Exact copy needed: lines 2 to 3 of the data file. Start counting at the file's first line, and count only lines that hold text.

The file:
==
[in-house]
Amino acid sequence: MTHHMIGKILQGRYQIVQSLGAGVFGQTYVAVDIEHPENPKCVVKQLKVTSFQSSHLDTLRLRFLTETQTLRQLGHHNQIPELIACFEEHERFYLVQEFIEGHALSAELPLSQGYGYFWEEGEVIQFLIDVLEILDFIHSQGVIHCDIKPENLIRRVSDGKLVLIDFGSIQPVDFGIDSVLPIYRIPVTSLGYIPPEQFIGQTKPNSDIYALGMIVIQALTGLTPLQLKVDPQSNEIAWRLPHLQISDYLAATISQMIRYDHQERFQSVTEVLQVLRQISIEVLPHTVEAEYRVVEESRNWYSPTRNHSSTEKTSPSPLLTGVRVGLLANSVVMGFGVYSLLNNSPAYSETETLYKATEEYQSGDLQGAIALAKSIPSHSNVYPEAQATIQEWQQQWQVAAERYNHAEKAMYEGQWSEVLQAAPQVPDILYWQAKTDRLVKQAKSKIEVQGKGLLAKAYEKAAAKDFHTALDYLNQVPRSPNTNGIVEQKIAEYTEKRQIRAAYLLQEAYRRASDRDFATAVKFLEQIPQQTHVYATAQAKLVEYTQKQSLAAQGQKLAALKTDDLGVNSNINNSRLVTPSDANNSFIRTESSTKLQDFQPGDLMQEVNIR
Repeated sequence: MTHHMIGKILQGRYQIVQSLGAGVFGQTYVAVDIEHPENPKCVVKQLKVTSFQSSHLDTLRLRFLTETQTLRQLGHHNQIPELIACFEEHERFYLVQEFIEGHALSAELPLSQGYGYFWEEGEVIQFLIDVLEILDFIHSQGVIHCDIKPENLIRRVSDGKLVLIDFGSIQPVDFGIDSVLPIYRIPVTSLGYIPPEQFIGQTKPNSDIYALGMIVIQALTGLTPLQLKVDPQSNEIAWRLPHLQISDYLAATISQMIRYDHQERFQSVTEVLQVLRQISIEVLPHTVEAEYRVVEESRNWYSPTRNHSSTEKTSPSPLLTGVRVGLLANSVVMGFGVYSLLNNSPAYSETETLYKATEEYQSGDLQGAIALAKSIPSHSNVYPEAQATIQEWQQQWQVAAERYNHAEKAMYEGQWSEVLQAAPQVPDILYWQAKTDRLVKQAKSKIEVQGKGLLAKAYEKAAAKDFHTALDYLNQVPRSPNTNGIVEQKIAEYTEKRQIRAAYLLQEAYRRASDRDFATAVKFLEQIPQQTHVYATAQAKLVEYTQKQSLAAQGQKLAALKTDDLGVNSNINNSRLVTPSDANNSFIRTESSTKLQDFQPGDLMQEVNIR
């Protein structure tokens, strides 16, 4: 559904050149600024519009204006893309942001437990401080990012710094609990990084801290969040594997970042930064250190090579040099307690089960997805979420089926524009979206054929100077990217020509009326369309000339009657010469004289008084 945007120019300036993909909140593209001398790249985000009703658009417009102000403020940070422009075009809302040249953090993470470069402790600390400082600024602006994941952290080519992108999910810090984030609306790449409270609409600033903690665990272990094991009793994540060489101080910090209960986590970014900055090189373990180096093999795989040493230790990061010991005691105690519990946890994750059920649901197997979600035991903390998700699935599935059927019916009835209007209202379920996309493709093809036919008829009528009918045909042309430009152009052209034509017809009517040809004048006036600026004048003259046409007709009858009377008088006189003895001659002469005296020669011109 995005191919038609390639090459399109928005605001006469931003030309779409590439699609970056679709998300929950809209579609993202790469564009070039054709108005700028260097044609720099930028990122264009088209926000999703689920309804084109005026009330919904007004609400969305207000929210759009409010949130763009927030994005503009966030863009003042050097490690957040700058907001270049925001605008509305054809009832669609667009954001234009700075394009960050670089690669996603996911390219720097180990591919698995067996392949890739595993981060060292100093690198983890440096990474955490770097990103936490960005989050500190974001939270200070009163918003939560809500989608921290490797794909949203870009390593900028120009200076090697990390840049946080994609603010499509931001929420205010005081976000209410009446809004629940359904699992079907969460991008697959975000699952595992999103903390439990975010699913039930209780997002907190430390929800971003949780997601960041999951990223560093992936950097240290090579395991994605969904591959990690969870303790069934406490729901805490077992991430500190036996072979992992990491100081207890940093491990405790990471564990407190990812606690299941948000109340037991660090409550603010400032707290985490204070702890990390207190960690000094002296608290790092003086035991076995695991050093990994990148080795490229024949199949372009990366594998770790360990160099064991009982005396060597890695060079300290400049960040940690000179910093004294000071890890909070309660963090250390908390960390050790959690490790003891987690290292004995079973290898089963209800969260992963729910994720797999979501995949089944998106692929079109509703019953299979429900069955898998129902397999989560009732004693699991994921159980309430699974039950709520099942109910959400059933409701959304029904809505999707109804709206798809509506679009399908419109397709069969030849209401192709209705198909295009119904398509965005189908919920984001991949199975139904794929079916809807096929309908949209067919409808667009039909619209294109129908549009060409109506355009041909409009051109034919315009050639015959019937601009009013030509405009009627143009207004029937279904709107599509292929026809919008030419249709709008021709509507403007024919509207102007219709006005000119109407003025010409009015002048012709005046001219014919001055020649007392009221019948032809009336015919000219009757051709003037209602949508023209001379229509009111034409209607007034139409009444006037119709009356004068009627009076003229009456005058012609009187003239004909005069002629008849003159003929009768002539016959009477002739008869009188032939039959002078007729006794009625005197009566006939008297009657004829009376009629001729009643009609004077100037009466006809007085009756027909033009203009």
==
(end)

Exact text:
Amino acid sequence: MTHHMIGKILQGRYQIVQSLGAGVFGQTYVAVDIEHPENPKCVVKQLKVTSFQSSHLDTLRLRFLTETQTLRQLGHHNQIPELIACFEEHERFYLVQEFIEGHALSAELPLSQGYGYFWEEGEVIQFLIDVLEILDFIHSQGVIHCDIKPENLIRRVSDGKLVLIDFGSIQPVDFGIDSVLPIYRIPVTSLGYIPPEQFIGQTKPNSDIYALGMIVIQALTGLTPLQLKVDPQSNEIAWRLPHLQISDYLAATISQMIRYDHQERFQSVTEVLQVLRQISIEVLPHTVEAEYRVVEESRNWYSPTRNHSSTEKTSPSPLLTGVRVGLLANSVVMGFGVYSLLNNSPAYSETETLYKATEEYQSGDLQGAIALAKSIPSHSNVYPEAQATIQEWQQQWQVAAERYNHAEKAMYEGQWSEVLQAAPQVPDILYWQAKTDRLVKQAKSKIEVQGKGLLAKAYEKAAAKDFHTALDYLNQVPRSPNTNGIVEQKIAEYTEKRQIRAAYLLQEAYRRASDRDFATAVKFLEQIPQQTHVYATAQAKLVEYTQKQSLAAQGQKLAALKTDDLGVNSNINNSRLVTPSDANNSFIRTESSTKLQDFQPGDLMQEVNIR
Repeated sequence: MTHHMIGKILQGRYQIVQSLGAGVFGQTYVAVDIEHPENPKCVVKQLKVTSFQSSHLDTLRLRFLTETQTLRQLGHHNQIPELIACFEEHERFYLVQEFIEGHALSAELPLSQGYGYFWEEGEVIQFLIDVLEILDFIHSQGVIHCDIKPENLIRRVSDGKLVLIDFGSIQPVDFGIDSVLPIYRIPVTSLGYIPPEQFIGQTKPNSDIYALGMIVIQALTGLTPLQLKVDPQSNEIAWRLPHLQISDYLAATISQMIRYDHQERFQSVTEVLQVLRQISIEVLPHTVEAEYRVVEESRNWYSPTRNHSSTEKTSPSPLLTGVRVGLLANSVVMGFGVYSLLNNSPAYSETETLYKATEEYQSGDLQGAIALAKSIPSHSNVYPEAQATIQEWQQQWQVAAERYNHAEKAMYEGQWSEVLQAAPQVPDILYWQAKTDRLVKQAKSKIEVQGKGLLAKAYEKAAAKDFHTALDYLNQVPRSPNTNGIVEQKIAEYTEKRQIRAAYLLQEAYRRASDRDFATAVKFLEQIPQQTHVYATAQAKLVEYTQKQSLAAQGQKLAALKTDDLGVNSNINNSRLVTPSDANNSFIRTESSTKLQDFQPGDLMQEVNIR